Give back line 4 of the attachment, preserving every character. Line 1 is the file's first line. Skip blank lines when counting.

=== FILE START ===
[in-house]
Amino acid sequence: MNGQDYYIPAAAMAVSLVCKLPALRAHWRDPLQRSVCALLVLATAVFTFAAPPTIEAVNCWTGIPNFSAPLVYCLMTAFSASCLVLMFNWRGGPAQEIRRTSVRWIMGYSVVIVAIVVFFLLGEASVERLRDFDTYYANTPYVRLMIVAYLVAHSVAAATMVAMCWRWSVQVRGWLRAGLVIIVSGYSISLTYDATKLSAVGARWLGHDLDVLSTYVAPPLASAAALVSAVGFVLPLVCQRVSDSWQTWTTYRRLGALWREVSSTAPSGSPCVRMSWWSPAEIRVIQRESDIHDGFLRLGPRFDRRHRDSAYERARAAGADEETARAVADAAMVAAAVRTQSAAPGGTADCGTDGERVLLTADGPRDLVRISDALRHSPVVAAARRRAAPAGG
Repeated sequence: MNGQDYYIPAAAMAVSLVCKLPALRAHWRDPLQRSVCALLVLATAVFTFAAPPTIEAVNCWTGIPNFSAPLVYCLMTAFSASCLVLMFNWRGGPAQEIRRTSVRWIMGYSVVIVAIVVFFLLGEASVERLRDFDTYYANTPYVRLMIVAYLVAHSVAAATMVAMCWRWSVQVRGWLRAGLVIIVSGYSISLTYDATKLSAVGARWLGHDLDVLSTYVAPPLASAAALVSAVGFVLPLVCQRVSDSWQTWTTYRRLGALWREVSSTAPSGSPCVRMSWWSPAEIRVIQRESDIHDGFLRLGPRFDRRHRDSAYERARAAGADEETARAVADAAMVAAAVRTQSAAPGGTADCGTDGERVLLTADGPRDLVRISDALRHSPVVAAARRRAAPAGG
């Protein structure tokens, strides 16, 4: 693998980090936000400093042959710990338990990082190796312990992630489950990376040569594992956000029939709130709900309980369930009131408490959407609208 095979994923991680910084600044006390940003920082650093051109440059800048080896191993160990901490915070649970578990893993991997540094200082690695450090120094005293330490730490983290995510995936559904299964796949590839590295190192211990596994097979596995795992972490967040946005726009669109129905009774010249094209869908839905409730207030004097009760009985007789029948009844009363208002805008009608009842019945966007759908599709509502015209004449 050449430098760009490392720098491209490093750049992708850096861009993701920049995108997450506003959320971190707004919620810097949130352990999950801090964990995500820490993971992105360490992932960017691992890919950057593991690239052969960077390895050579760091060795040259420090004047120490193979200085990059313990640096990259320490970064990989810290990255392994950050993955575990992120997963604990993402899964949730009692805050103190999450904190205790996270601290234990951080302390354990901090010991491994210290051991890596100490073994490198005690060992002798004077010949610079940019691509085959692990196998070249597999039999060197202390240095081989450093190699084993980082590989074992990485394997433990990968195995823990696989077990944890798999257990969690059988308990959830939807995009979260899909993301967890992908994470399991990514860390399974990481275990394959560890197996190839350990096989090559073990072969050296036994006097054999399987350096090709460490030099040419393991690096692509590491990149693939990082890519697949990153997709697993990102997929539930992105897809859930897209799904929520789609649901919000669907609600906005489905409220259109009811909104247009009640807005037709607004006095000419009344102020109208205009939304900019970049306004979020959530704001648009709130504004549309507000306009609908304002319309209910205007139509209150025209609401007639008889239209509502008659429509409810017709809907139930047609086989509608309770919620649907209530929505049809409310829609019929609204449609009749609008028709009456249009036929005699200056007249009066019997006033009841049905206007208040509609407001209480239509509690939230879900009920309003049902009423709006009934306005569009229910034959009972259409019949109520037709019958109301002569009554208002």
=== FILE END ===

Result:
């Protein structure tokens, strides 16, 4: 693998980090936000400093042959710990338990990082190796312990992630489950990376040569594992956000029939709130709900309980369930009131408490959407609208 095979994923991680910084600044006390940003920082650093051109440059800048080896191993160990901490915070649970578990893993991997540094200082690695450090120094005293330490730490983290995510995936559904299964796949590839590295190192211990596994097979596995795992972490967040946005726009669109129905009774010249094209869908839905409730207030004097009760009985007789029948009844009363208002805008009608009842019945966007759908599709509502015209004449 050449430098760009490392720098491209490093750049992708850096861009993701920049995108997450506003959320971190707004919620810097949130352990999950801090964990995500820490993971992105360490992932960017691992890919950057593991690239052969960077390895050579760091060795040259420090004047120490193979200085990059313990640096990259320490970064990989810290990255392994950050993955575990992120997963604990993402899964949730009692805050103190999450904190205790996270601290234990951080302390354990901090010991491994210290051991890596100490073994490198005690060992002798004077010949610079940019691509085959692990196998070249597999039999060197202390240095081989450093190699084993980082590989074992990485394997433990990968195995823990696989077990944890798999257990969690059988308990959830939807995009979260899909993301967890992908994470399991990514860390399974990481275990394959560890197996190839350990096989090559073990072969050296036994006097054999399987350096090709460490030099040419393991690096692509590491990149693939990082890519697949990153997709697993990102997929539930992105897809859930897209799904929520789609649901919000669907609600906005489905409220259109009811909104247009009640807005037709607004006095000419009344102020109208205009939304900019970049306004979020959530704001648009709130504004549309507000306009609908304002319309209910205007139509209150025209609401007639008889239209509502008659429509409810017709809907139930047609086989509608309770919620649907209530929505049809409310829609019929609204449609009749609008028709009456249009036929005699200056007249009066019997006033009841049905206007208040509609407001209480239509509690939230879900009920309003049902009423709006009934306005569009229910034959009972259409019949109520037709019958109301002569009554208002």